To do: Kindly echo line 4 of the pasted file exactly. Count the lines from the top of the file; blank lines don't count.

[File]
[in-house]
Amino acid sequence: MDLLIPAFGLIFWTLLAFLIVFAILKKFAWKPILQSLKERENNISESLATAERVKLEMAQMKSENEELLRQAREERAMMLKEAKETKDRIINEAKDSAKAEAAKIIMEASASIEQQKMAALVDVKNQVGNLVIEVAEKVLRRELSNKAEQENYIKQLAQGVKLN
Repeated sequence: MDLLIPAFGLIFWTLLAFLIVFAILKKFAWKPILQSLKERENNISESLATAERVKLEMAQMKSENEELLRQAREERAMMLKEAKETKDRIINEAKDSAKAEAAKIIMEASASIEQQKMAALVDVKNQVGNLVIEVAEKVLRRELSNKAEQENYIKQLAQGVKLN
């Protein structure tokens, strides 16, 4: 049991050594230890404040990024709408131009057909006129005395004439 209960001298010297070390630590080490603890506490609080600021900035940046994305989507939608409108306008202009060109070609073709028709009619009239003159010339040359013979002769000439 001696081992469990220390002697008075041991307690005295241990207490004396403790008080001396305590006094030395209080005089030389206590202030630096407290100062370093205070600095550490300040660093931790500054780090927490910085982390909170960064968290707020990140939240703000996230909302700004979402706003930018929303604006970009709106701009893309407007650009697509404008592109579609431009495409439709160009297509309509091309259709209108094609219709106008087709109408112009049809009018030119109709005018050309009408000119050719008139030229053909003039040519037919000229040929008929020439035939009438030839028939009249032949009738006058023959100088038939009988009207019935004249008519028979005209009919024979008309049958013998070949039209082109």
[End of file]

């Protein structure tokens, strides 16, 4: 049991050594230890404040990024709408131009057909006129005395004439 209960001298010297070390630590080490603890506490609080600021900035940046994305989507939608409108306008202009060109070609073709028709009619009239003159010339040359013979002769000439 001696081992469990220390002697008075041991307690005295241990207490004396403790008080001396305590006094030395209080005089030389206590202030630096407290100062370093205070600095550490300040660093931790500054780090927490910085982390909170960064968290707020990140939240703000996230909302700004979402706003930018929303604006970009709106701009893309407007650009697509404008592109579609431009495409439709160009297509309509091309259709209108094609219709106008087709109408112009049809009018030119109709005018050309009408000119050719008139030229053909003039040519037919000229040929008929020439035939009438030839028939009249032949009738006058023959100088038939009988009207019935004249008519028979005209009919024979008309049958013998070949039209082109």